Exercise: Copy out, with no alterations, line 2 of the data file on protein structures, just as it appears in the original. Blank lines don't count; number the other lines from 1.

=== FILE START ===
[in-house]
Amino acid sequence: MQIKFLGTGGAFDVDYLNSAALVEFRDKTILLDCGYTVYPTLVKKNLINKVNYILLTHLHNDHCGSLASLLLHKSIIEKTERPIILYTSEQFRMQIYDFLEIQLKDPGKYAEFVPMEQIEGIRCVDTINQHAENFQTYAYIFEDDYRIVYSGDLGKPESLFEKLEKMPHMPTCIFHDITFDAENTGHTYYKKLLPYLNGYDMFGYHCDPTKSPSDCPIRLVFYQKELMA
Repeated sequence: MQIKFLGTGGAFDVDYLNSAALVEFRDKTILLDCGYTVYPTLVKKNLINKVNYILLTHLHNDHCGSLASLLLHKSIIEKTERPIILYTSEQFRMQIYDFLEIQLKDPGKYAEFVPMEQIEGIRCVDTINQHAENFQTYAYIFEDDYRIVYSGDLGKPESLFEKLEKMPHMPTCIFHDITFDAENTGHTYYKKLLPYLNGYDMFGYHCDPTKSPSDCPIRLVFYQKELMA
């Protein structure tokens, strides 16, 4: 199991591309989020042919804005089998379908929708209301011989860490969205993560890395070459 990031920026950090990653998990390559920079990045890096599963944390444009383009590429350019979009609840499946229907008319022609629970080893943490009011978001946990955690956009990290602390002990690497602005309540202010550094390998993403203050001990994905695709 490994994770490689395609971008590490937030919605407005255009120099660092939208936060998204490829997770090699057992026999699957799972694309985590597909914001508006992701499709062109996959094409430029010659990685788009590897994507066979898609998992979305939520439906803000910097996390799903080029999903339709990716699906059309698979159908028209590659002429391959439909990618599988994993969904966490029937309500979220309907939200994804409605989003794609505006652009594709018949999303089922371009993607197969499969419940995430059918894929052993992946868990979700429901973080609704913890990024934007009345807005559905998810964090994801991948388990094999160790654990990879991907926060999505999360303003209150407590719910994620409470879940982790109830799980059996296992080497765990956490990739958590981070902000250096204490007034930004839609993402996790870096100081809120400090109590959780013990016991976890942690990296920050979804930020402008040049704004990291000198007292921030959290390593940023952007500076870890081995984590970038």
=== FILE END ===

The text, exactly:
Amino acid sequence: MQIKFLGTGGAFDVDYLNSAALVEFRDKTILLDCGYTVYPTLVKKNLINKVNYILLTHLHNDHCGSLASLLLHKSIIEKTERPIILYTSEQFRMQIYDFLEIQLKDPGKYAEFVPMEQIEGIRCVDTINQHAENFQTYAYIFEDDYRIVYSGDLGKPESLFEKLEKMPHMPTCIFHDITFDAENTGHTYYKKLLPYLNGYDMFGYHCDPTKSPSDCPIRLVFYQKELMA